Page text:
Erika and Lena
Erika and her family live between two homes, a collective apartment in Malmö and a country cottage 20 minutes away.
Today, the Jhalani family is a shining modern example of India’s traditional joint-family system. Three generations aged 10-80 where six are from the original seven families, live together under one roof. This home was built in 1964. Once commonplace in India but a rarity in contemporary society, this system brings siblings and their families together under one massive roof. What sets the Jhalanis apart from previous generations is the way they’ve managed to sustain this way of life over decades while nurturing the individual freedom of their 40-odd members.
“We are like a train with 7 bogies joined together. We can live independently, but also live together,” says Yogesh Chandra Jhalani, a business owner and the youngest of the founding brother.
“We had to figure out a way to provide everybody independence, and at the same time common spaces to share,” said Yogesh.
Alka Jhalani, a 60-year-old second-generation resident of the home, has lived here since she got married 40 years ago. Over those decades, a lot has changed, including her role in the family. Once the daughter-in-law who would rush to tidy up, she now has more of a stable place in the family and feels free to take breaks between cleaning sessions. This time allows her to enjoy music or indulge in a gossip session as she lets the younger generation take over the work responsibilities.
The solution was their current home, where they have lived together since its completion in 1967. Featuring seven individual units, it is shaped like a giant S. There is one unit for each family with common areas like gardens and parking scattered throughout.
“One should feel comfortable as soon as they enter the home,” Yogesh states. “This comfort comes from independence. They must remodel their spaces per their needs, thoughts, etc. While we can always enjoy the common spaces together, in each house, you will find a different decor as per their tastes.”
Yogesh explains that the dilemma the family faced when trying to accommodate privacy and togetherness mirrored the clash of diverse cultures and languages within India’s national borders. He recollects observing that his sisters-in-law needed to have their own space which created quite a challenge for the design of the house. So immersive was the project, he explains, that he postponed his marriage until the house was finished.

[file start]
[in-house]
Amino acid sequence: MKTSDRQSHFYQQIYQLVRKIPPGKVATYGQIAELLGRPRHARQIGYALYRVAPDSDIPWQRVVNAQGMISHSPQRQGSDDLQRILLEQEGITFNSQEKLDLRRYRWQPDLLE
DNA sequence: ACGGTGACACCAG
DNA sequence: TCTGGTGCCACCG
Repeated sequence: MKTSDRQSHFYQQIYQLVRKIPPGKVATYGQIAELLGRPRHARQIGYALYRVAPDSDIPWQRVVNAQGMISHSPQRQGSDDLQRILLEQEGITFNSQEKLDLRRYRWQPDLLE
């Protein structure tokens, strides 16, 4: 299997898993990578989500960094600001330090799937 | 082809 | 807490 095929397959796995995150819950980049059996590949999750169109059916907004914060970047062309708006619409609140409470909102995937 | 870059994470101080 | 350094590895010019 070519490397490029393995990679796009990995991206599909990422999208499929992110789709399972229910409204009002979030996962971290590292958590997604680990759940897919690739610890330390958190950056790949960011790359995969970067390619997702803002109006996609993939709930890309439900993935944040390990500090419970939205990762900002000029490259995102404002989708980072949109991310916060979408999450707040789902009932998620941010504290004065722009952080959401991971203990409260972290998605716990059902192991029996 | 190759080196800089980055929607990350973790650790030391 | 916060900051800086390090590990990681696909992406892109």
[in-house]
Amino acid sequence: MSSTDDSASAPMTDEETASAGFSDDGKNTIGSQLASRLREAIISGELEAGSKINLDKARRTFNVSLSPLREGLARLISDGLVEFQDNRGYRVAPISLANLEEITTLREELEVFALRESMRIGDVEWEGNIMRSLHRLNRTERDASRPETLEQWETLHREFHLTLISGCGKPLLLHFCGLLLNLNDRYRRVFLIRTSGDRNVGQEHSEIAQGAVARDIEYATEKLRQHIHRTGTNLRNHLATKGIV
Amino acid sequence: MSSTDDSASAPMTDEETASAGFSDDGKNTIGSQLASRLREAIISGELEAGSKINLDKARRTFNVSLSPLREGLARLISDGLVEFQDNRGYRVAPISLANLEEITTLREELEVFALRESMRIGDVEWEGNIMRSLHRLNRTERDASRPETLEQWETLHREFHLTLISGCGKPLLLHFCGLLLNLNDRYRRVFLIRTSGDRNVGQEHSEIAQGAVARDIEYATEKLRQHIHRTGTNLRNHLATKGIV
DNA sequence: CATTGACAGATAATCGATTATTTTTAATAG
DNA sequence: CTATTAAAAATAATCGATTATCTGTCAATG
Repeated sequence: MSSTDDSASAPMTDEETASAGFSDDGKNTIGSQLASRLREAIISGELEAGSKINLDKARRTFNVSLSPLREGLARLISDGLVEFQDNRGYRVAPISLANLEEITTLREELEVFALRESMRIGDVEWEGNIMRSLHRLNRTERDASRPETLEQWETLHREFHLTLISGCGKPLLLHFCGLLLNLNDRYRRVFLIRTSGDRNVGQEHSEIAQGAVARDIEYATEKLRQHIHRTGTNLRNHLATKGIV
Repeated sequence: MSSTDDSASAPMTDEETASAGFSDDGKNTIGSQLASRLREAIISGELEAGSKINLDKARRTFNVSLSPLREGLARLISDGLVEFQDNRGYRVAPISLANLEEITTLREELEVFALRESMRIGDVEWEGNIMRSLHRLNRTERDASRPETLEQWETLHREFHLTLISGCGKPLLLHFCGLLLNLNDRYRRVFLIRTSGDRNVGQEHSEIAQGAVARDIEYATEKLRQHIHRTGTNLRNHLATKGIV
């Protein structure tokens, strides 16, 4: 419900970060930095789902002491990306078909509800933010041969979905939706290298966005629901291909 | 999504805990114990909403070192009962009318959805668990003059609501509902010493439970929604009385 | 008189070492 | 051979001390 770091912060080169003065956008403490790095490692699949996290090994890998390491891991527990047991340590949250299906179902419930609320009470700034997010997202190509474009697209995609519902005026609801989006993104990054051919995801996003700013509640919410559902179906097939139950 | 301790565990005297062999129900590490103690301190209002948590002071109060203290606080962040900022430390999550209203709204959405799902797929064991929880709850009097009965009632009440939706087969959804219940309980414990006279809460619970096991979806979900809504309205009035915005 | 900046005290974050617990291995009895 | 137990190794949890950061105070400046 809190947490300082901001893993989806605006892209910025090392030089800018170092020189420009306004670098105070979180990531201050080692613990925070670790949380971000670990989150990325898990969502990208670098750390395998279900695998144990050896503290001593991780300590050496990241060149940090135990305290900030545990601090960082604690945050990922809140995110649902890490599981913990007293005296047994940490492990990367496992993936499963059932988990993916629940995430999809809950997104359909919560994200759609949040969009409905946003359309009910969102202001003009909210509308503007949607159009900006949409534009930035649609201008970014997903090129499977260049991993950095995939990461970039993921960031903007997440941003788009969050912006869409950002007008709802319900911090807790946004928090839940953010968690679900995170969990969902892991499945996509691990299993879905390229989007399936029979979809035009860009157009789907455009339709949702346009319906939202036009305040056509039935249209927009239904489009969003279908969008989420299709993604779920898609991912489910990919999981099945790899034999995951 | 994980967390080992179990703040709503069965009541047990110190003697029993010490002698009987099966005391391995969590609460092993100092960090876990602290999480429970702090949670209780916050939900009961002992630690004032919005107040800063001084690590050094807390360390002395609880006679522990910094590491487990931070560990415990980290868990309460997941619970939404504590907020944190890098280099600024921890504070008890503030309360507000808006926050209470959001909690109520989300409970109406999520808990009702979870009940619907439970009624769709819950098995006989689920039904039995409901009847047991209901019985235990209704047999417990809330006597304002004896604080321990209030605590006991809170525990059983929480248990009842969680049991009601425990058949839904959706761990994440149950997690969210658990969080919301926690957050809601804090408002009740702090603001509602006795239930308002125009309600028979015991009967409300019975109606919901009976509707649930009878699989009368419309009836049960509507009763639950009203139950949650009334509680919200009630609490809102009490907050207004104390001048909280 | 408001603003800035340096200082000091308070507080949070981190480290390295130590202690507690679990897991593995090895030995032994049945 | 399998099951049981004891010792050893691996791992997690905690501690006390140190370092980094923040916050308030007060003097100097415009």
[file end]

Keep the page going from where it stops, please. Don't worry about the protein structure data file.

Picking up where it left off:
“You’re never alone. If you’re ever sick, you have a team of people looking after you. And you never need a babysitter because there is always someone here to look after the kids,” explains Alka.
She says that while the home’s abundant population prevents anybody from feeling lonely, it comes with challenges, too. “It means you have to smile even when you don’t feel like smiling.” The moment she steps out into a common area she feels a sense of responsibility for the greater good of the family.
Would she trade this life for a different one? “Never,” she says, “because home is everything to us”. Living in the Jhalani family has given her an unshakeable sense of security and endless entertainment, both of which are essential to her. Others in the family, like her daughter Tanushree Jhalani, 40 years old and a third-generation member of the house, feel that despite living with approximately 40 family members, personal space has never been invaded. There is always space for individuality.
“Privacy to me is an extremely overrated concept,” Tanushree says. “The way we’ve been brought up, I’m happy. There is privacy when you need it, and nobody tells me what to do. I can live my life the way I want, and everybody respects that.”
Living in the Jhalani home has always been a choice for all family members. After she got married, Tanushree decided to leave the home, but she returned when her son was born. In India, the traditional system often includes raising children with the support of extended family. Returning home allowed her to focus on her career in advertising while her family helped care for her son. It’s important, she says, for her son to grow up surrounded by people and cousins. She wants him to learn how to share, to help others and to form bonds with other people. Moving back into the family home has had a positive influence in her view.
Tanushree feels that the concept of security for her has evolved. She says, “It used to be a physical concept, but now it’s a mental one. I know that while I am away my son is being cared for by family, and that there are people here who would do anything to make sure he is happy.”
Tanushree’s place within the family structure helps her to appreciate the comfort of being a small part of a larger whole. She fondly recalls the days when power cuts were common, and the entire family would gather outside with their mattresses to sleep side-by-side under the open sky. These experiences forged bonds that have endured a lifetime, guiding the family to feel comfort, security and belonging over the years